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What Makes This Equal-Weight ETF Tick

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What Makes This Equal-Weight ETF Tick
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Weighting stocks equally is one of the oldest alternatives to weighting by market capitalization in the world of index funds and exchange traded funds. The methodology has proven popular with advisors and investors looking to avoid concentration risk and tap the advantages of the size factor.

The Invesco S&P 500 Equal Weight ETF (NYSE: RSP) has a track record that spans more than 15 years and has nearly $15 billion in assets under management.

What Happened

RSP has a long history of outperforming cap-weighted S&P 500 funds. From 2012 through 2017, RSP topped cap-weighted rivals in four of those six years. Since inception in April 2003 through the end of 2017, RSP gained 386.2 percent compared to 292 percent for the largest cap-weighted S&P 500 ETF.

RSP's methodology “increases the fund's exposure to the smaller and riskier stocks in the S&P 500,” said Morningstar in a note out Friday. “Equal-weighting diversifies firm-specific risk but leads to persistent sector bets that may not always pay off. The fund's low fee offers a durable cost advantage, but there are market-cap-weighted mid-cap stock funds available for a fraction of the fee.”

Why It's Important

One of the aims of equal-weight funds is to reduce sector concentration and single stock risk. None of RSP's 505 holdings garner weights of 0.28 percent and the fund's top 10 holdings have a combined weight of just 2.81 percent. In the cap-weighted S&P 500, Apple Inc. (NASDAQ: AAPL) on its own accounts for 4.03 percent of the benchmark.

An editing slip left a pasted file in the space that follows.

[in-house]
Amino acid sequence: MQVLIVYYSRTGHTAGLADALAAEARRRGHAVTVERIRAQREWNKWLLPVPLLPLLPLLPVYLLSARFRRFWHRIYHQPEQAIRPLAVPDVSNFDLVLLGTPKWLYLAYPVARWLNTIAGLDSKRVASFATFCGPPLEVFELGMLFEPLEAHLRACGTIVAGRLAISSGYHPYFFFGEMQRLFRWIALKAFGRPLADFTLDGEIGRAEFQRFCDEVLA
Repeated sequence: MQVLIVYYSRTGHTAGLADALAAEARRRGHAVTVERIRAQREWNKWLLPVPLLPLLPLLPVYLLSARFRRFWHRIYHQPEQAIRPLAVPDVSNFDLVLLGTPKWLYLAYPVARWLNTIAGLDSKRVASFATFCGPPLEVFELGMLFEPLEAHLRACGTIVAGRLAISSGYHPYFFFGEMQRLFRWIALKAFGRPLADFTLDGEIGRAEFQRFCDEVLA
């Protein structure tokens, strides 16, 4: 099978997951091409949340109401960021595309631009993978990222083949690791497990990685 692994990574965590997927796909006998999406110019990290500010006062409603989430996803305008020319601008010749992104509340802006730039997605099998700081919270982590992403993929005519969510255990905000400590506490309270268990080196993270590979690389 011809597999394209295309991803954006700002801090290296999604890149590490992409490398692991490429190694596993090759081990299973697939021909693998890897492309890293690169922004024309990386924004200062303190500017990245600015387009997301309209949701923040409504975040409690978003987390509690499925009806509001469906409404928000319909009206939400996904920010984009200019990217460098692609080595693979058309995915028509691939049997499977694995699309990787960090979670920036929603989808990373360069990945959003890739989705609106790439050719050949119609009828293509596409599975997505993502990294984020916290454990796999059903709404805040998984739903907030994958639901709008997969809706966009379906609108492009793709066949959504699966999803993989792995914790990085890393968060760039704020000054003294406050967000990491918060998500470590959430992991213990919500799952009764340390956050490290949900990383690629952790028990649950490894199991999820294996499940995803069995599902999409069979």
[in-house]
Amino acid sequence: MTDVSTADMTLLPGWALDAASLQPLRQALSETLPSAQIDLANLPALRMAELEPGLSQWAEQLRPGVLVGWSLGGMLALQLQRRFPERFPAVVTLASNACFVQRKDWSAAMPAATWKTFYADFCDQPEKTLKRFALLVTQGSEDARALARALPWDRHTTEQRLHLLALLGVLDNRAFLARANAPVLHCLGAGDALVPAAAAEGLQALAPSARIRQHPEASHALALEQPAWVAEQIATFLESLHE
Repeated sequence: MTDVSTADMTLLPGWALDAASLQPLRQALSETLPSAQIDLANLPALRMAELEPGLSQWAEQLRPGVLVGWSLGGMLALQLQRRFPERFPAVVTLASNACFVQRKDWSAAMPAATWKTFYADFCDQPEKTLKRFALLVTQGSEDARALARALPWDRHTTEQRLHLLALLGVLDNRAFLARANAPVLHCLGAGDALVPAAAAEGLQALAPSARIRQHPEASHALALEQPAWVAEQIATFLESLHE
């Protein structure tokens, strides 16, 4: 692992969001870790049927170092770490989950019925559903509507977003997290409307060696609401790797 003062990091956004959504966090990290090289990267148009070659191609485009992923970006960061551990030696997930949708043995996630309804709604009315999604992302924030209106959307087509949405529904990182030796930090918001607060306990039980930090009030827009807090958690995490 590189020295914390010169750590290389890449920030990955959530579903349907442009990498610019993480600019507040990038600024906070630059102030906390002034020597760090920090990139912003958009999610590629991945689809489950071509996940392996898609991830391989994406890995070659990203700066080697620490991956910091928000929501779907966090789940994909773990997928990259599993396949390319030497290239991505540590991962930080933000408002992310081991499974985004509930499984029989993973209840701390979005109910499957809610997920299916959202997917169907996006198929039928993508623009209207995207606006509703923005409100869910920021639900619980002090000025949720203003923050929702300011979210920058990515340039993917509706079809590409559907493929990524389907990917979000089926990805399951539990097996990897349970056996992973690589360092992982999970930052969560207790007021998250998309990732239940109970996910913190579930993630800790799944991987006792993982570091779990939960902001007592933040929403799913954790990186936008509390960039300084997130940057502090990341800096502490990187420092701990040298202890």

The average market capitalization of RSP's components is just under $49 billion where the average market value of the cap-weighted S&P 500 members is nearly $231 billion. Wide differences in components' market value aren't uncommon between cap-weighted and equal-weight ETFs. Many market observers believe the ability of equal-weight funds, like RSP, to generate alpha revolves around the size factor.

“This approach increases the fund's risk, and its performance since inception in May 2003 has more closely matched mid-cap rather than large-cap stock index funds,” according to Morningstar.

What's Next

Another thesis holds that equal-weight strategies benefit from a tilt toward value stocks. RSP has some of that tilt as large- and mid-cap value stocks combine for almost 37 percent of the fund's weight. Growth stocks represent 27 percent of RSP's roster. There's some added risk with RSP and there are no guarantees that risk will always pay off.

“Its risk-adjusted returns (as measured by its Sharpe ratio) landed near the 33rd percentile. The fund's higher risk has paid off, but that won't always be the case. For example, during the bear market from October 2007 through March 2009, this fund cumulatively lost 59.1% of its value compared with 55.0% for the S&P 500,” according to Morningstar.

The research firm has a Bronze rating on RSP.

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